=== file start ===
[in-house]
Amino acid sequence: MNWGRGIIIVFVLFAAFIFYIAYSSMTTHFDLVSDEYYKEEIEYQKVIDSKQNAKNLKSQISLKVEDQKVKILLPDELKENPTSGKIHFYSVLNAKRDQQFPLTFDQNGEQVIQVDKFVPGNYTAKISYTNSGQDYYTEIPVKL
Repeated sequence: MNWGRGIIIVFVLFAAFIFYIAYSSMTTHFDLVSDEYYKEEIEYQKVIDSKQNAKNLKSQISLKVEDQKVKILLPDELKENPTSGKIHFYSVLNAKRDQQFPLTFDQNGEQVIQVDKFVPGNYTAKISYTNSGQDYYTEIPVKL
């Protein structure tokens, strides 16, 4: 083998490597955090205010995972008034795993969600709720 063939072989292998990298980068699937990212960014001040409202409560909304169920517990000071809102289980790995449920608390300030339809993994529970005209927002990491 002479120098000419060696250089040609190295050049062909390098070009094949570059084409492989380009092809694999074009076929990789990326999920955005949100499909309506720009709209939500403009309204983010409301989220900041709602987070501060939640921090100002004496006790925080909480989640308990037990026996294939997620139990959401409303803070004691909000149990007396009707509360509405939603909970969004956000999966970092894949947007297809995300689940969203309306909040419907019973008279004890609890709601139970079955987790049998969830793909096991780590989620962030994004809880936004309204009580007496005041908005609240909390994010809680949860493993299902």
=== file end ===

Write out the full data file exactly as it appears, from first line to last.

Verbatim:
[in-house]
Amino acid sequence: MNWGRGIIIVFVLFAAFIFYIAYSSMTTHFDLVSDEYYKEEIEYQKVIDSKQNAKNLKSQISLKVEDQKVKILLPDELKENPTSGKIHFYSVLNAKRDQQFPLTFDQNGEQVIQVDKFVPGNYTAKISYTNSGQDYYTEIPVKL
Repeated sequence: MNWGRGIIIVFVLFAAFIFYIAYSSMTTHFDLVSDEYYKEEIEYQKVIDSKQNAKNLKSQISLKVEDQKVKILLPDELKENPTSGKIHFYSVLNAKRDQQFPLTFDQNGEQVIQVDKFVPGNYTAKISYTNSGQDYYTEIPVKL
């Protein structure tokens, strides 16, 4: 083998490597955090205010995972008034795993969600709720 063939072989292998990298980068699937990212960014001040409202409560909304169920517990000071809102289980790995449920608390300030339809993994529970005209927002990491 002479120098000419060696250089040609190295050049062909390098070009094949570059084409492989380009092809694999074009076929990789990326999920955005949100499909309506720009709209939500403009309204983010409301989220900041709602987070501060939640921090100002004496006790925080909480989640308990037990026996294939997620139990959401409303803070004691909000149990007396009707509360509405939603909970969004956000999966970092894949947007297809995300689940969203309306909040419907019973008279004890609890709601139970079955987790049998969830793909096991780590989620962030994004809880936004309204009580007496005041908005609240909390994010809680949860493993299902």